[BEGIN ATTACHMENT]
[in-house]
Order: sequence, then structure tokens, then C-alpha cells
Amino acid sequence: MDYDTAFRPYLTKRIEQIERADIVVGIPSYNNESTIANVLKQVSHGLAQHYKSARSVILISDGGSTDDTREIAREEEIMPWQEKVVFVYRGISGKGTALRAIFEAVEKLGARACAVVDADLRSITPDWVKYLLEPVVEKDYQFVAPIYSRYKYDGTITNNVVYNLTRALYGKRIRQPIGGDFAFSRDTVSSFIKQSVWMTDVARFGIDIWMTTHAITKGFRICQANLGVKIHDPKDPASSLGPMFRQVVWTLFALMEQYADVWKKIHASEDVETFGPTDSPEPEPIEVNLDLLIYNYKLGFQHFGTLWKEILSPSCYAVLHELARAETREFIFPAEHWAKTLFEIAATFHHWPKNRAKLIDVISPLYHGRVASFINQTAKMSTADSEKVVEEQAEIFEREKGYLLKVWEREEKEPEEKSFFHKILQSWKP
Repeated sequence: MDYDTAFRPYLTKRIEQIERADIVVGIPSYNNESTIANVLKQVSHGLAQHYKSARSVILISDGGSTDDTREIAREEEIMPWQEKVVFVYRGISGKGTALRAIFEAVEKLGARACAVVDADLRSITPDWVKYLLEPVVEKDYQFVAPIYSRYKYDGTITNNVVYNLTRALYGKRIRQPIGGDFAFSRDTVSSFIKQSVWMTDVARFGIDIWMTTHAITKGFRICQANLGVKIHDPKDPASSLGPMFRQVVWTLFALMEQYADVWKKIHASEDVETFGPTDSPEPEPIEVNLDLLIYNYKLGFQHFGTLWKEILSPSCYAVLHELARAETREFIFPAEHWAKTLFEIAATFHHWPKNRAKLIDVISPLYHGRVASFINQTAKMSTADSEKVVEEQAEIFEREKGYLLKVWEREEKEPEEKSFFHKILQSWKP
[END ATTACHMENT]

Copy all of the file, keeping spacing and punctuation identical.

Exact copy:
[in-house]
Order: sequence, then structure tokens, then C-alpha cells
Amino acid sequence: MDYDTAFRPYLTKRIEQIERADIVVGIPSYNNESTIANVLKQVSHGLAQHYKSARSVILISDGGSTDDTREIAREEEIMPWQEKVVFVYRGISGKGTALRAIFEAVEKLGARACAVVDADLRSITPDWVKYLLEPVVEKDYQFVAPIYSRYKYDGTITNNVVYNLTRALYGKRIRQPIGGDFAFSRDTVSSFIKQSVWMTDVARFGIDIWMTTHAITKGFRICQANLGVKIHDPKDPASSLGPMFRQVVWTLFALMEQYADVWKKIHASEDVETFGPTDSPEPEPIEVNLDLLIYNYKLGFQHFGTLWKEILSPSCYAVLHELARAETREFIFPAEHWAKTLFEIAATFHHWPKNRAKLIDVISPLYHGRVASFINQTAKMSTADSEKVVEEQAEIFEREKGYLLKVWEREEKEPEEKSFFHKILQSWKP
Repeated sequence: MDYDTAFRPYLTKRIEQIERADIVVGIPSYNNESTIANVLKQVSHGLAQHYKSARSVILISDGGSTDDTREIAREEEIMPWQEKVVFVYRGISGKGTALRAIFEAVEKLGARACAVVDADLRSITPDWVKYLLEPVVEKDYQFVAPIYSRYKYDGTITNNVVYNLTRALYGKRIRQPIGGDFAFSRDTVSSFIKQSVWMTDVARFGIDIWMTTHAITKGFRICQANLGVKIHDPKDPASSLGPMFRQVVWTLFALMEQYADVWKKIHASEDVETFGPTDSPEPEPIEVNLDLLIYNYKLGFQHFGTLWKEILSPSCYAVLHELARAETREFIFPAEHWAKTLFEIAATFHHWPKNRAKLIDVISPLYHGRVASFINQTAKMSTADSEKVVEEQAEIFEREKGYLLKVWEREEKEPEEKSFFHKILQSWKP